A Deep Dive into Roth Conversions

Should you convert a traditional IRA to a Roth IRA? It depends on many factors. Bruce Larsen guides readers through some of the fundamental considerations of when a Roth conversion and shows how different variables influence the bottom line.

Table of Contents

Converting a Traditional IRA to a Roth IRA

There are many factors to consider when deciding whether to convert a traditional IRA to a Roth IRA. The advantage of a Traditional IRA was the deduction taken when the account was funded while the disadvantage is that when funds are withdrawn they will be taxable. The advantage of the Roth is that distributions, subject to some limitations, are tax-free when withdrawn but you received no deduction when the account was funded.

The assumption of contributing to a traditional IRA or 401(k) has been that your effective tax rate will be lower in retirement than it was while working. For most people this assumption is correct.

Taxes in Retirement Class
Parker, Arvada, Windsor
February 6th & February 8th
2019’s SECURE Act dramatically changed the rules and regulations for retirement plans. Learn how to take advantage of these new opportunities as well as strategies to protect your retirement income.

John and Mary Roth: Example IRA Conversions

Tax liability on a traditional IRA

As you know from reading my blogs, I always show concepts with an example. We will look at John and Mary Roth. Each earns $100,000 per year. If they make no 401(k) contributions and have no other deductions, their total federal and Colorado taxes will be $37,574—leaving them $147,126 in net after-tax cash flow. If they contributed 10% ($10,000) each to their 401(k)s they would have total taxes due of $32,217. Their net after-tax cash flow is $132,483. Their $20,000 in combined contributions only reduced their cash flow by $14,643 due to the tax savings they realized on the top line deduction for the contributions. That is a good deal—it cost them $14,643 to save $20,000, and they probably picked up a company match.

Their effective tax rate on taxable income is 21%. Assuming they saved in the 401(k)s, let’s look at their effective tax rate once they retire. Because of their earnings, they will have relatively high Social Security benefits—we will estimate each benefit at $2,600 per month, giving them each $31,200 annually. To achieve the same net after-tax cash flow in retirement, they will have to distribute $90,300 from their 401(k)s—or IRAs if they rolled them at retirement. 

This gives them a tax liability of $20,233; $12,064 less than they paid in combined federal and Colorado taxes while working. Their effective rate on taxable income is 17.5%. Their effective rate didn’t drop very much, but their total tax bill was 37% lower – primarily because 15% of their Social Security is tax-free and they don’t have the drag on their cash flow because of the 7.65% they were paying in FICA/Medicare taxes while working.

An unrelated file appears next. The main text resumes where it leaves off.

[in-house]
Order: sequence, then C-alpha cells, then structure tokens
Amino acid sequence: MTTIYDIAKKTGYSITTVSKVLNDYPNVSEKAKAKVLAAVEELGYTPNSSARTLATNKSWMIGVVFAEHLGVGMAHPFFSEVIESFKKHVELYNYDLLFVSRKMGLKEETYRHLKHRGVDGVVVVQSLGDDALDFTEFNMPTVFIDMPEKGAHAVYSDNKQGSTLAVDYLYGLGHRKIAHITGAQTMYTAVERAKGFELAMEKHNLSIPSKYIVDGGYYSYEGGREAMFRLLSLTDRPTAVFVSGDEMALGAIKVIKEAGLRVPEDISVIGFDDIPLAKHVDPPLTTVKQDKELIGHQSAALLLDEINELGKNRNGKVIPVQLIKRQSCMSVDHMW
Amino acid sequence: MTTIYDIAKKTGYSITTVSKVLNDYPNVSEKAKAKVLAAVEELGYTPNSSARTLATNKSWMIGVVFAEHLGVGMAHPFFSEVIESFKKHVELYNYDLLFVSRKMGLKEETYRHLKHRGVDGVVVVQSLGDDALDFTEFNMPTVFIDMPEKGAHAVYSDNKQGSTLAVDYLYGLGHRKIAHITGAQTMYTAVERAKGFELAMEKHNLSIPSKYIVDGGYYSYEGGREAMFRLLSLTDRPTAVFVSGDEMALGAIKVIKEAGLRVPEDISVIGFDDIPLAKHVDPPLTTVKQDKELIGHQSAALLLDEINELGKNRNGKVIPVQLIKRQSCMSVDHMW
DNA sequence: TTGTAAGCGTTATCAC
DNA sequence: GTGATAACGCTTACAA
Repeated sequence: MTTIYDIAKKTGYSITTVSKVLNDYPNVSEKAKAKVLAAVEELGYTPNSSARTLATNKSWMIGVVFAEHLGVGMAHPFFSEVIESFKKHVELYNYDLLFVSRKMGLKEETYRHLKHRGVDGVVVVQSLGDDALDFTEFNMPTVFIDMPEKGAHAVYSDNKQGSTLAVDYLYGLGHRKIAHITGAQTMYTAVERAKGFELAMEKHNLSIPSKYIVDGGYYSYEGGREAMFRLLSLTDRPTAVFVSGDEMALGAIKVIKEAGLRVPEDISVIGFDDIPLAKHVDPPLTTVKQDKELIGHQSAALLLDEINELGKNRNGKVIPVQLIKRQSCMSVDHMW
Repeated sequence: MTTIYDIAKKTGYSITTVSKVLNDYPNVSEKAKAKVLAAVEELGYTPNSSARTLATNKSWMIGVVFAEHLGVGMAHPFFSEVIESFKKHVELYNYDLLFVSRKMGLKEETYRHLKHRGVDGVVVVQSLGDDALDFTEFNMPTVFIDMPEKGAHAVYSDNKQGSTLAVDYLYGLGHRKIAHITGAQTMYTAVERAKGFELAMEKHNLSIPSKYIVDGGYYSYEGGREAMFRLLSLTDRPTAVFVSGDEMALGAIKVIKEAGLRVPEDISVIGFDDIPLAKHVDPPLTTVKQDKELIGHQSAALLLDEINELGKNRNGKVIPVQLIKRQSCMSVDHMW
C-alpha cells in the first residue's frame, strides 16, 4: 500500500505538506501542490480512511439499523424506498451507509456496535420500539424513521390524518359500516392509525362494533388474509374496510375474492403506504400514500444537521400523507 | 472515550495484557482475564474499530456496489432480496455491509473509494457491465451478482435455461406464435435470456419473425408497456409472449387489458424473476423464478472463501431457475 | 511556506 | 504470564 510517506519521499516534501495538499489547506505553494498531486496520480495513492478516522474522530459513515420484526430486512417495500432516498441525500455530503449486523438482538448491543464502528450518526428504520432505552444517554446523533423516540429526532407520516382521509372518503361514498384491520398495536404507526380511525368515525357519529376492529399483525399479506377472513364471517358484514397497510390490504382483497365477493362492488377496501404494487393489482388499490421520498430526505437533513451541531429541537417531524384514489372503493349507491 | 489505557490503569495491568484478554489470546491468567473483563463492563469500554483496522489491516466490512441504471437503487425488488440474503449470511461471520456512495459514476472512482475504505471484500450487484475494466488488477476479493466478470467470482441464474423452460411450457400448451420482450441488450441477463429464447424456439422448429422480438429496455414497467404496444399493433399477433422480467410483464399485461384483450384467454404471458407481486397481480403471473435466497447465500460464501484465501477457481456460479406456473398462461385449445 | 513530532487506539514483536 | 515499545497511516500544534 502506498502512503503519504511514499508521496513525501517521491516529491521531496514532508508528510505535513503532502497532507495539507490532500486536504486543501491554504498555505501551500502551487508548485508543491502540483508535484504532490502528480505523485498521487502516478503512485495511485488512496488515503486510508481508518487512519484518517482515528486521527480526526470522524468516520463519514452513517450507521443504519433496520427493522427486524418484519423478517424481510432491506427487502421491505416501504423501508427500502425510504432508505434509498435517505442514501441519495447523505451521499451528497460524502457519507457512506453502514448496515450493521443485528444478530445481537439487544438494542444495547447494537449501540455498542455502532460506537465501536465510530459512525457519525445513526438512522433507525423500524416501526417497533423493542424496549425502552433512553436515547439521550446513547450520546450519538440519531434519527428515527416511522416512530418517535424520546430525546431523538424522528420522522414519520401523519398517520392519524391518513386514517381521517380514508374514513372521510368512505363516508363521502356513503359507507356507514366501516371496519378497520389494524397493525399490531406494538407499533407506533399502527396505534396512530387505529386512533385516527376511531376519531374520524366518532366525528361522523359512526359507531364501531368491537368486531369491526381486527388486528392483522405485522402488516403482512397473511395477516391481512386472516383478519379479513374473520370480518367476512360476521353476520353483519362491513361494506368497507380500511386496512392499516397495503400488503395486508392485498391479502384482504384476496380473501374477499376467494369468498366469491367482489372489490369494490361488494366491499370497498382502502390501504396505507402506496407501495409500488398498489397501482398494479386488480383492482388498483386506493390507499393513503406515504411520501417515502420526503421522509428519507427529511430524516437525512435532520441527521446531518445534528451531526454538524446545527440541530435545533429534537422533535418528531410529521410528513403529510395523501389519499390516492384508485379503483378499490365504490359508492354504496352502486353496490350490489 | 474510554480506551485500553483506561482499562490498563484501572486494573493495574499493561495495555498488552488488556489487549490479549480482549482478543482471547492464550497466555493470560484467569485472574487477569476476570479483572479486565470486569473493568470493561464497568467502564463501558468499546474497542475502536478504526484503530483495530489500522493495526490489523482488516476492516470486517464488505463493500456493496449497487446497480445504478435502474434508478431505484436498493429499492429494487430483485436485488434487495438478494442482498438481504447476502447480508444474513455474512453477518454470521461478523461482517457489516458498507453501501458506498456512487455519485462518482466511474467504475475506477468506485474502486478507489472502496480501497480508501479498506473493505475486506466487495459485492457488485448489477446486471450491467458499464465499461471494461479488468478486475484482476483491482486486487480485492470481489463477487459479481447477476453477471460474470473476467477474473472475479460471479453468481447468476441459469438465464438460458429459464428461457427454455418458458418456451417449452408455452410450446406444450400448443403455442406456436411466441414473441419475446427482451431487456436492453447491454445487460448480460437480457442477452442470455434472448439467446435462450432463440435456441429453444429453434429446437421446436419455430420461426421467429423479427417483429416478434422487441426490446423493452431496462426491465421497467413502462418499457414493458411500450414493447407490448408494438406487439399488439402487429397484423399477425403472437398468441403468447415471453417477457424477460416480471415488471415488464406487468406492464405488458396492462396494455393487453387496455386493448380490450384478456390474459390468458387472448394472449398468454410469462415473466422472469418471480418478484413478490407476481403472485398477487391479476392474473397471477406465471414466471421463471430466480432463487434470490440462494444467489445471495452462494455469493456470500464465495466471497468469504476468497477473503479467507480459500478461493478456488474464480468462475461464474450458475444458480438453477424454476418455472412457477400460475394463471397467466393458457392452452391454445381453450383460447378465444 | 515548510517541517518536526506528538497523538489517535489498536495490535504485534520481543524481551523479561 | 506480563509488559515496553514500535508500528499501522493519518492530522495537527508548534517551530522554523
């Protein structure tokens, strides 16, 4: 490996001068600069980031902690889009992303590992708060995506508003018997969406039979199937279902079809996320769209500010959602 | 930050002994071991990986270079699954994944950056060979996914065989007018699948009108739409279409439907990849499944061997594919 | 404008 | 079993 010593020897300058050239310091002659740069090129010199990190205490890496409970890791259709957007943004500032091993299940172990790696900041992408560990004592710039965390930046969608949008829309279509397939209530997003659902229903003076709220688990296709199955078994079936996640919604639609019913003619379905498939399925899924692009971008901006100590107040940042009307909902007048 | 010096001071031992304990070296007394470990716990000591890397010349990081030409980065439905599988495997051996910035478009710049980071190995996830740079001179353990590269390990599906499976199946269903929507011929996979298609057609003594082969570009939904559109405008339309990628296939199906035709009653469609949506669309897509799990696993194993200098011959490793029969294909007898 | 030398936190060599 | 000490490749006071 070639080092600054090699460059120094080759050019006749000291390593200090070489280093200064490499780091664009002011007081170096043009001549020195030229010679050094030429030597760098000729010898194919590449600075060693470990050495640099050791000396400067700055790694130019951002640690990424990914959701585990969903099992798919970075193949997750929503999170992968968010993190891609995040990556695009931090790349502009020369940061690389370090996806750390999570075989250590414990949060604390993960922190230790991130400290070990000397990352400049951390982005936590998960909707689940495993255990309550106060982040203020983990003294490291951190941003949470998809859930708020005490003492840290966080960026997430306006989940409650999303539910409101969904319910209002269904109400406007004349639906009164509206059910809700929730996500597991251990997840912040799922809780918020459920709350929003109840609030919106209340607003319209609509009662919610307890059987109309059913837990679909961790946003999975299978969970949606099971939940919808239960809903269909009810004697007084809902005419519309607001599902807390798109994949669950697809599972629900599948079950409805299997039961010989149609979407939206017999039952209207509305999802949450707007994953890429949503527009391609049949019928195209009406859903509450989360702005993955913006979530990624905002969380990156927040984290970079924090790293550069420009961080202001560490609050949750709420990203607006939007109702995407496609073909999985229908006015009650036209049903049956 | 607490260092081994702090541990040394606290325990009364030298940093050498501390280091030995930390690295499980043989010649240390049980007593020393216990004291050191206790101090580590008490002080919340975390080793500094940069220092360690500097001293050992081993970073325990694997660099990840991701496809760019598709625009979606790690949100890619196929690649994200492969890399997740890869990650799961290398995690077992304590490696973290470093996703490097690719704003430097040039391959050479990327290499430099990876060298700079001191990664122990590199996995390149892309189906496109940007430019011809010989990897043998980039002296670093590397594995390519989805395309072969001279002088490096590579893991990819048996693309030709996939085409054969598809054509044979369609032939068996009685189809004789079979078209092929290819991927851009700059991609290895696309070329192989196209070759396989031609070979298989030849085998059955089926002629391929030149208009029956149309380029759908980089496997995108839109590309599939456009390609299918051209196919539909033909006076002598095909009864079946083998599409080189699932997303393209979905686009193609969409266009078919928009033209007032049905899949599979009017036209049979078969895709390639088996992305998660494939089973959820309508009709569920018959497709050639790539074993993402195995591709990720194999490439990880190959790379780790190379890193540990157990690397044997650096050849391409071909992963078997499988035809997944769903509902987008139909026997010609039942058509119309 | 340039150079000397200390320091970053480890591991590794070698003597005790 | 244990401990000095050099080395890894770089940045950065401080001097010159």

Looking at the numbers when deciding if a Roth conversion is a good option

Where would they have been if their contributions would have been to Roth accounts? Well, because they could not deduct the contributions, their cash flow while working would have been $127,126. Their taxes in retirement would be zero because none of their Social Security would be taxable, so they would only have to take $70,083 out of the Roth accounts. 

Okay, so assuming they could live on $5,357 less, the Roth option probably would have served them better. Unfortunately, Roth 401(k)s were not available until recently so let’s go back to the assumption that all of John and Mary’s money was in traditional 401(k)s. Does it make sense to convert? Like most financial decisions—it depends.

If the combined balance of their 401(k)s is less than $2,250,000 they most likely shouldn’t convert. Because of where they are on taxes, each $1,000 of additional IRA distribution will cost them $266 in taxes—giving them a marginal federal and state rate of 26.6%. If they tried to convert $100,000 it would cost them $27,527 in taxes. The marginal rate on the conversion is 27.5%. This is assuming they have the money from non-IRA sources to pay the taxes on the conversion. If they had to take the taxes out of the IRA to get $100,000 converted to a Roth, they would have to distribute another $40,000. Assuming no other funds available for taxes, the 40% marginal rate on the net conversion probably makes little sense. If they are on Medicare, they will pay earnings penalties for the year of conversion of $5,200.80, so the total ‘cost’ of conversion is about $45,000.